Effects of Temperature on the Meiotic Recombination Landscape of the Yeast Saccharomyces cerevisiae.
Although meiosis in warm-blooded organisms takes place in a narrow temperature range, meiosis in many organisms occurs over a wide variety of temperatures. We analyzed the properties of meiosis in the yeast Saccharomyces cerevisiae in cells sporulated at 14°C, 30°C, or 37°C. Using comparative-genomic-hybridization microarrays, we examined the distribution of Spo11-generated meiosis-specific double-stranded DNA breaks throughout the genome. Although there were between 300 and 400 regions of the genome with high levels of recombination (hot spots) observed at each temperature, only about 20% of these hot spots were found to have occurred independently of the temperature. In S. cerevisiae, regions near the telomeres and centromeres tend to have low levels of meiotic recombination. This tendency was observed in cells sporulated at 14°C and 30°C, but not at 37°C. Thus, the temperature of sporulation in yeast affects some global property of chromosome structure relevant to meiotic recombination. Using single-nucleotide polymorphism (SNP)-specific whole-genome microarrays, we also examined crossovers and their associated gene conversion events as well as gene conversion events that were unassociated with crossovers in all four spores of tetrads obtained by sporulation of diploids at 14°C, 30°C, or 37°C. Although tetrads from cells sporulated at 30°C had slightly (20%) more crossovers than those derived from cells sporulated at the other two temperatures, spore viability was good at all three temperatures. Thus, despite temperature-induced variation in the genetic maps, yeast cells produce viable haploid products at a wide variety of sporulation temperatures.IMPORTANCE In the yeast Saccharomyces cerevisiae, recombination is usually studied in cells that undergo meiosis at 25°C or 30°C. In a genome-wide analysis, we showed that the locations of genomic regions with high and low levels of meiotic recombination (hot spots and cold spots, respectively) differed dramatically in cells sporulated at 14°C, 30°C, and 37°C. Thus, in yeast, and likely in other non-warm-blooded organisms, genetic maps are strongly affected by the environment.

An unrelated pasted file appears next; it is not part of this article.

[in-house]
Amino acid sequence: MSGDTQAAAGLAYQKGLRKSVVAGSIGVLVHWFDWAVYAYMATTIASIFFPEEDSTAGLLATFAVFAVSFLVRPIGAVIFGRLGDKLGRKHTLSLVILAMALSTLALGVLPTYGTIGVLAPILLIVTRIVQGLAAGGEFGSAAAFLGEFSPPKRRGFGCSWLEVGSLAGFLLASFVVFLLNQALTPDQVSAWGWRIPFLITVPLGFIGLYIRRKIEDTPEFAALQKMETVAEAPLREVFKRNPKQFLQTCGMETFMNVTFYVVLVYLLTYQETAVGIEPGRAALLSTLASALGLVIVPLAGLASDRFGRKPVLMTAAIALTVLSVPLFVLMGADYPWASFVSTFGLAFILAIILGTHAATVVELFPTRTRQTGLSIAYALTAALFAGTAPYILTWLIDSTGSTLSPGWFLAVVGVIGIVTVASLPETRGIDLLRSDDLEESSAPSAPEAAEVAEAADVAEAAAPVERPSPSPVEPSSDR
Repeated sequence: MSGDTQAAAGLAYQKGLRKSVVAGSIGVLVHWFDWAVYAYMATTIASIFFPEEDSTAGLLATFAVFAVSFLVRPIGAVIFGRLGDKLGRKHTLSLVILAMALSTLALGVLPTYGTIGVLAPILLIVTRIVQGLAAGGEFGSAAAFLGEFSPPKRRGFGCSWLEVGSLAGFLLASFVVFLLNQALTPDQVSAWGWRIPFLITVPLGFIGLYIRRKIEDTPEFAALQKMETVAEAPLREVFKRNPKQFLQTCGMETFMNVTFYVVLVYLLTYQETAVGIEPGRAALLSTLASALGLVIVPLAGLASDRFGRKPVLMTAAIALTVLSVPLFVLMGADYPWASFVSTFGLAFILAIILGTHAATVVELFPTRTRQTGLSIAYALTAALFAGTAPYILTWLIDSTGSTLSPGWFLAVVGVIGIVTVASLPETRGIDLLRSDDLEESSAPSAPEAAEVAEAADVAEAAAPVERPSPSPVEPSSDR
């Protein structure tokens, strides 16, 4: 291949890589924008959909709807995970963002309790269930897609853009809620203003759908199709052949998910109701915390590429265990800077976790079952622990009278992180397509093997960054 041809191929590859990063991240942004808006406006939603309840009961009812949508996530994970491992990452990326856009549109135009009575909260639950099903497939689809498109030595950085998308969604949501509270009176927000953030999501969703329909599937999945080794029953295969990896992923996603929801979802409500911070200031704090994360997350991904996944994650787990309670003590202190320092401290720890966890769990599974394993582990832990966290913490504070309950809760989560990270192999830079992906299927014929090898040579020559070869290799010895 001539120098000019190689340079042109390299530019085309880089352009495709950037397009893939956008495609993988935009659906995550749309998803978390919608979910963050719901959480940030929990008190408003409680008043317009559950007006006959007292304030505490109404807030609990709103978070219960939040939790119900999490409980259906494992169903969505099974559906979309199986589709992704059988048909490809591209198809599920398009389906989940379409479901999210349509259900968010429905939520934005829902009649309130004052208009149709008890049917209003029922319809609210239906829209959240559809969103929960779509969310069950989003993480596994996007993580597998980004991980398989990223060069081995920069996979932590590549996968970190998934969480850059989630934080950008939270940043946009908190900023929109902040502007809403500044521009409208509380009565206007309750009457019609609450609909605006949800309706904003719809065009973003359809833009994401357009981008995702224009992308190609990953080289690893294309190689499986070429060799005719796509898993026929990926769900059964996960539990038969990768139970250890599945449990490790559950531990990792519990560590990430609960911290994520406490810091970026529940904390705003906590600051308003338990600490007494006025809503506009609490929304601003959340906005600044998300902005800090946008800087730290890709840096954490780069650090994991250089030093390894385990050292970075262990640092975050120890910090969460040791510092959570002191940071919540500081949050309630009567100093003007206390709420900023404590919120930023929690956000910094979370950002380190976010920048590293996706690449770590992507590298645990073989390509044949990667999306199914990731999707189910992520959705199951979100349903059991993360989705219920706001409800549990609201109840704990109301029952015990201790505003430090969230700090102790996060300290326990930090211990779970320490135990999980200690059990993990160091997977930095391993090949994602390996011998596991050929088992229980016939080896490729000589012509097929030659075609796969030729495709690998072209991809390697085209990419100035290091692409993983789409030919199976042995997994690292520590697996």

Zhang, K; Wu, X-C; Zheng, D-Q; Petes, TD
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